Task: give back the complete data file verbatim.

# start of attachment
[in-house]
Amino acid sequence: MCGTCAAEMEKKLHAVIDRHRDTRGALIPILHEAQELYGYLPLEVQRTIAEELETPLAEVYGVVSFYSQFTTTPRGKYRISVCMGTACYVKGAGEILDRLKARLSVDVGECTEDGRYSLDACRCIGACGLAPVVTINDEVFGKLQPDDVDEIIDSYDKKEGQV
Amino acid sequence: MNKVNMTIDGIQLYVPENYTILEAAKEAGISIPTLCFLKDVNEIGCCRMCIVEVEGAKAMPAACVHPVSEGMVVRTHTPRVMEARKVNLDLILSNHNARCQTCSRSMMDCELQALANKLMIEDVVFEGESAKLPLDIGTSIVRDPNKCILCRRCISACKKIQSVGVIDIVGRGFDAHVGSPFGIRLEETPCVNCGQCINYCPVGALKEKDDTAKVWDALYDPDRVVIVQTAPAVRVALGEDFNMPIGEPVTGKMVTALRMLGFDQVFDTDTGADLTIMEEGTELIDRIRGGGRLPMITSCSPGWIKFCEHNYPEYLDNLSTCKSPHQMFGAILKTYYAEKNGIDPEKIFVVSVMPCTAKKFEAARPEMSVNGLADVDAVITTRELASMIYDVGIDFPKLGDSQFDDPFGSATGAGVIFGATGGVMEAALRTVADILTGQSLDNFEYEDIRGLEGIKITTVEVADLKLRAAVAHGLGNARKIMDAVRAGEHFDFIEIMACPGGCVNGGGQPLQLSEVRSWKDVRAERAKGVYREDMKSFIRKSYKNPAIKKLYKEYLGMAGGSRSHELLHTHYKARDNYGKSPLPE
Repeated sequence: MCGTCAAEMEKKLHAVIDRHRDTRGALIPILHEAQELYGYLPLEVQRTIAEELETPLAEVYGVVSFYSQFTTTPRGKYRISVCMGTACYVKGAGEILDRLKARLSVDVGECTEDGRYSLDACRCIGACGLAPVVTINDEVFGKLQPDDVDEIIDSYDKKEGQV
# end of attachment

[in-house]
Amino acid sequence: MCGTCAAEMEKKLHAVIDRHRDTRGALIPILHEAQELYGYLPLEVQRTIAEELETPLAEVYGVVSFYSQFTTTPRGKYRISVCMGTACYVKGAGEILDRLKARLSVDVGECTEDGRYSLDACRCIGACGLAPVVTINDEVFGKLQPDDVDEIIDSYDKKEGQV
Amino acid sequence: MNKVNMTIDGIQLYVPENYTILEAAKEAGISIPTLCFLKDVNEIGCCRMCIVEVEGAKAMPAACVHPVSEGMVVRTHTPRVMEARKVNLDLILSNHNARCQTCSRSMMDCELQALANKLMIEDVVFEGESAKLPLDIGTSIVRDPNKCILCRRCISACKKIQSVGVIDIVGRGFDAHVGSPFGIRLEETPCVNCGQCINYCPVGALKEKDDTAKVWDALYDPDRVVIVQTAPAVRVALGEDFNMPIGEPVTGKMVTALRMLGFDQVFDTDTGADLTIMEEGTELIDRIRGGGRLPMITSCSPGWIKFCEHNYPEYLDNLSTCKSPHQMFGAILKTYYAEKNGIDPEKIFVVSVMPCTAKKFEAARPEMSVNGLADVDAVITTRELASMIYDVGIDFPKLGDSQFDDPFGSATGAGVIFGATGGVMEAALRTVADILTGQSLDNFEYEDIRGLEGIKITTVEVADLKLRAAVAHGLGNARKIMDAVRAGEHFDFIEIMACPGGCVNGGGQPLQLSEVRSWKDVRAERAKGVYREDMKSFIRKSYKNPAIKKLYKEYLGMAGGSRSHELLHTHYKARDNYGKSPLPE
Repeated sequence: MCGTCAAEMEKKLHAVIDRHRDTRGALIPILHEAQELYGYLPLEVQRTIAEELETPLAEVYGVVSFYSQFTTTPRGKYRISVCMGTACYVKGAGEILDRLKARLSVDVGECTEDGRYSLDACRCIGACGLAPVVTINDEVFGKLQPDDVDEIIDSYDKKEGQV